By Anna Merlan
By Lee Escobedo
By Alice Laussade
By Scott Reitz
By Claire Lawton
By Kiernan Maletsky
By Anna Merlan
Until 2005, Richard Shepard's was a lamentable direct-to-prop-plane filmography populated with such forgettable titles as Cool Blue, Oxygen, Mexico City and The Linguini Incident, the latter of which was a heist film most notable for pairing David Bowie and Buck Henry—and that's not even a punch line. For a while Shepard disappeared altogether, and out of frustration and sheer desperation he wrote The Matador, about an ordinary man (Greg Kinnear) beguiled by a burned-out hit man (Pierce Brosnan), and sent it to Brosnan's production company, hoping for a few bucks. It turned out to be the payday that resurrected a career: The Matador proved one of that year's most unexpected surprises, a platonic love story masquerading as a darkly comic shoot-'em-up.
The Hunting Party goes one step further—it's two buddies and a baby, as Shepard grows the family to include a young man unsure of what to make of the mayhem that comes with the writer-director's brand of male bonding. The buddies are old colleagues who made their bones on the battlefield—a network-news war reporter named Simon (Richard Gere) and his cameraman Duck (Terrence Howard)—and their young charge is a freshly scrubbed network vice-president's son, Benjamin (Jesse Eisenberg), eager to prove he's more than just the sum of his daddy's paycheck. Early on, Simon and Duck (a nickname earned dodging bullets) are seen gathering tales in every war-torn country to which they could book a flight; they're hot shit in the hot zone, drinking and carousing their way through the graveyards. And like all war correspondents inhabiting satirical, cynical movies about their flak-jacketed ilk, they're having a blast, till Simon cracks up on camera during a live report from Bosnia, for reasons that become clear much later. Suffice it to say, there's a point at which the corpses begin to pull you into their graves.
And so Simon and Duck go their separate ways: Duck to a cushy New York gig as cameraman for the network's star anchor (James Brolin, a stiff-haired parody of every newsreader); Simon, to God knows where. They're brought back together in Bosnia on the fifth anniversary of reunification, and as small talk turns to discussions of war crimes and the United Nations' failure to bring to justice war criminals brazenly listed in the phone book, Simon convinces his old pal Duck to join him on one last adventure. Simon has a bead on "The Fox" (Ljubomir Kerekes), a Serbian war criminal hiding deep in the woods, where he now hunts animals instead of men, women and children. Duck thinks Simon just wants an interview; Simon wants much more from the man whose head is worth a $5 million bounty.
Despite their press credentials and the presence of sweet, innocent tag-along Benjamin, Simon and Duck are constantly mistaken for CIA operatives—hit men out to off the Fox. If all this seems ridiculous, it's important to note that The Hunting Party is based on a wonderfully breezy 2000 Esquire story by Scott Anderson, "What I Did on My Summer Vacation," in which Anderson and four fellow scribes (among them, The Perfect Storm's author Sebastian Junger) try to pull off just what Simon, Duck and Benjamin attempt here. "It'd make a helluva movie," says a soldier at the end of Anderson's story—and it does, with Shepard only slightly altering the journalist's tale. (The filmmaker has considerable fun playing with the truth, going so far as to reveal what's fact and what's fiction before the end credits.)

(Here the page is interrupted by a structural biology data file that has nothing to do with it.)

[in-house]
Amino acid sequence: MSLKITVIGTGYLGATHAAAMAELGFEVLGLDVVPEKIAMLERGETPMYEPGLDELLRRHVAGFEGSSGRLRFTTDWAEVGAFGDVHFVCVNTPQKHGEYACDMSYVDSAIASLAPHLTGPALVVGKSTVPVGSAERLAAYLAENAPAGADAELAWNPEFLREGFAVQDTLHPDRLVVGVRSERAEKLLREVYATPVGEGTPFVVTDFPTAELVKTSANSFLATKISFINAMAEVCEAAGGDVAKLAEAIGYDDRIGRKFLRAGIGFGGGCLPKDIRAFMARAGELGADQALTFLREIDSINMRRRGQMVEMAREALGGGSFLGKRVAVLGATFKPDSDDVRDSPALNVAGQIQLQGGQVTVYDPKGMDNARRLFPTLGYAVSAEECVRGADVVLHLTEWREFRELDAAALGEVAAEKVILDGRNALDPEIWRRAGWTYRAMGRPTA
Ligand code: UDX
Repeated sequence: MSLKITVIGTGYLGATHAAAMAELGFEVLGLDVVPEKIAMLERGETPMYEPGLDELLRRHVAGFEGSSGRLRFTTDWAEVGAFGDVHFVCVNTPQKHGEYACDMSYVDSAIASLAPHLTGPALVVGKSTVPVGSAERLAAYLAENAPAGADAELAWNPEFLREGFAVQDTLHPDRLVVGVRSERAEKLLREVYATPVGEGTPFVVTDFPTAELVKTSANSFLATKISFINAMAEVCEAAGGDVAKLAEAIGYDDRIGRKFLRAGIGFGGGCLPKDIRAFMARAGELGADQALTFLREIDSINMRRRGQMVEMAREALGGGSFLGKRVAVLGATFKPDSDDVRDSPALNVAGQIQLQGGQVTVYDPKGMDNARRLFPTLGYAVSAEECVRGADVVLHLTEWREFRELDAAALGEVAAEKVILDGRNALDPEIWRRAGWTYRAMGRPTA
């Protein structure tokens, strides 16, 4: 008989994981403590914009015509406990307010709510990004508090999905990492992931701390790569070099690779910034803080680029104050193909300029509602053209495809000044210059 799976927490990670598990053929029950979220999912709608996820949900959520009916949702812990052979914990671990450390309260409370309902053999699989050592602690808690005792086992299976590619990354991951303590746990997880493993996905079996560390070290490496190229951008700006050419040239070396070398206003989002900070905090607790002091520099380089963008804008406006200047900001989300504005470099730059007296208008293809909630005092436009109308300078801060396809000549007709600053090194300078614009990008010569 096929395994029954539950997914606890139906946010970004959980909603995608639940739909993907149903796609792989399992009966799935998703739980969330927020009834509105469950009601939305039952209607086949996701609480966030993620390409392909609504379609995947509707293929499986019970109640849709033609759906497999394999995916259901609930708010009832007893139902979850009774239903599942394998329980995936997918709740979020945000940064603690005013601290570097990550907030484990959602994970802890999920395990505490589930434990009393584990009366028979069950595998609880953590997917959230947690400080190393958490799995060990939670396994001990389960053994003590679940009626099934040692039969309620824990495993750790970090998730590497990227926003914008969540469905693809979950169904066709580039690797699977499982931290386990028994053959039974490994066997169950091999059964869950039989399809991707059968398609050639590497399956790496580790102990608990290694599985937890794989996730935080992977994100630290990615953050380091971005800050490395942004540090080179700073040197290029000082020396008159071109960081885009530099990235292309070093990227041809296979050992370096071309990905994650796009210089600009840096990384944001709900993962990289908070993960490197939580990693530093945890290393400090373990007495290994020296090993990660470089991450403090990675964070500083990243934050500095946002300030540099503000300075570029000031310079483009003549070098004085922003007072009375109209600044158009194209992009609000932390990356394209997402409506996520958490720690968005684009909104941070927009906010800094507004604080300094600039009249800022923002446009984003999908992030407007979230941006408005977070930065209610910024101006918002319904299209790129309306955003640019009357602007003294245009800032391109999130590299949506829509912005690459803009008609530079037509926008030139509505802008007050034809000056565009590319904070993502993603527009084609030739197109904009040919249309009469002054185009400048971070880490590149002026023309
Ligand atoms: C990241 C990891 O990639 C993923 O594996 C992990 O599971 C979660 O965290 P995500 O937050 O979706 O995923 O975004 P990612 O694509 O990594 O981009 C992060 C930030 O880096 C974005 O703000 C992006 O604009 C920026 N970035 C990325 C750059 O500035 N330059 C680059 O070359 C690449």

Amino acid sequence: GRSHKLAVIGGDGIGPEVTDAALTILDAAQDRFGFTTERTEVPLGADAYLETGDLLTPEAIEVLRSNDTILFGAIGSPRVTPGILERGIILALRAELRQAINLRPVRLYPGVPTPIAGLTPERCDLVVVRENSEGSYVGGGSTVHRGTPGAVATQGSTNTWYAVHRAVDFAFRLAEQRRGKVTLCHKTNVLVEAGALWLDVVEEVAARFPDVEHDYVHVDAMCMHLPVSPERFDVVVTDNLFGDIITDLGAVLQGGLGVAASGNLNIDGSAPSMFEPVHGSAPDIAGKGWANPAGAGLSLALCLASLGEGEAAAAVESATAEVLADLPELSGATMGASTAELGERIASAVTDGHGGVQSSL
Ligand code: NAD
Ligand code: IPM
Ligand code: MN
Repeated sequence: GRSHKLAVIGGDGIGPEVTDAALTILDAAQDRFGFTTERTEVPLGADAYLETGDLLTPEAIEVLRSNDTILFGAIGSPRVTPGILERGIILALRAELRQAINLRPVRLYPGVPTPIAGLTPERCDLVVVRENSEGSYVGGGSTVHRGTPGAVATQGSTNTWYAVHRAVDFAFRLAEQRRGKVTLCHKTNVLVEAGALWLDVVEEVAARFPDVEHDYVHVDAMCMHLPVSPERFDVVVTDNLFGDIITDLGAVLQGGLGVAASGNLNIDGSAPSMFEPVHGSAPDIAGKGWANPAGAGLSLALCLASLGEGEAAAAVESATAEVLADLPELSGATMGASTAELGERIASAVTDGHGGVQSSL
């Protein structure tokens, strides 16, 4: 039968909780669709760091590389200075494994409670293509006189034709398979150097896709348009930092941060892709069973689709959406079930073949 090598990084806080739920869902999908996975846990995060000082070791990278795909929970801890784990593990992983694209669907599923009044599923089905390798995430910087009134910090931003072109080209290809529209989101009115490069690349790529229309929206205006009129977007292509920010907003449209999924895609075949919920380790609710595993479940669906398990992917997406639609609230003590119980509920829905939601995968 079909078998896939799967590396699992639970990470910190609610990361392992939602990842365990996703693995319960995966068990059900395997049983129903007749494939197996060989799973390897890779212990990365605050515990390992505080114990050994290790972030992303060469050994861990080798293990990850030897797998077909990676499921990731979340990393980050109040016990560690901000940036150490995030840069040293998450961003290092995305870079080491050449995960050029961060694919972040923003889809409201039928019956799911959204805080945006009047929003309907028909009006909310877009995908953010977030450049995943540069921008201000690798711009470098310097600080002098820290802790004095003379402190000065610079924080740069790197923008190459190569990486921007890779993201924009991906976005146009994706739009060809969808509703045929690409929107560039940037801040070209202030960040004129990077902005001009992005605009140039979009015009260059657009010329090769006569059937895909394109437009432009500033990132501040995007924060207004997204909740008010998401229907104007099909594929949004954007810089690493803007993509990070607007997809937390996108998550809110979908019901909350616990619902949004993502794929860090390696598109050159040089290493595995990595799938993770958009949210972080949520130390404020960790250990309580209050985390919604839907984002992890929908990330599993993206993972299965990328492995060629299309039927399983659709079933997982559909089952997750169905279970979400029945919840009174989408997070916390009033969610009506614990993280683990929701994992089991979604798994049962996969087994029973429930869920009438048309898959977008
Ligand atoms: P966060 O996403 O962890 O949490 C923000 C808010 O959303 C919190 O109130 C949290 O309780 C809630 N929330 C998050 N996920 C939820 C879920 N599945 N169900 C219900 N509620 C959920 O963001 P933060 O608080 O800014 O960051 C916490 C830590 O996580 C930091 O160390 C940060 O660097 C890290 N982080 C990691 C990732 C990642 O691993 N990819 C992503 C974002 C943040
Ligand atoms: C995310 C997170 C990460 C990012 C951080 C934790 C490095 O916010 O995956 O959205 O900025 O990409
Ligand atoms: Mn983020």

Like many of the best movies about war and its lingering echo, from M*A*S*H to Three Kings to No Man's Land (the latter, set in Bosnia and Herzegovina in 1993), The Hunting Party is full of dark humor. Shepard is a master at finding the right tone, balancing the seriousness of his characters' purpose with the madness of their intentions. These are, after all, average men in search of a monster.
Shepard once again finds actors willing to go along for the bumpy ride: Gere, buried in somber, dead-eyed leading man roles till this year's The Hoax, hasn't been this alive onscreen since 1990's Internal Affairs, and Howard quickly ditches his silk togs for sandpaper nerves as he hangs on for dear life one last time. Eisenberg, a wonder in The Squid and the Whale, actually seems to grow an inch or two during The Hunting Party. But it's Shepard who's grown the most: With his soundtrack blaring rock obscurities and his camera jerking this way and that, he has finally found his style, and it's noisy and sentimental and crude and a total goddamned blast.
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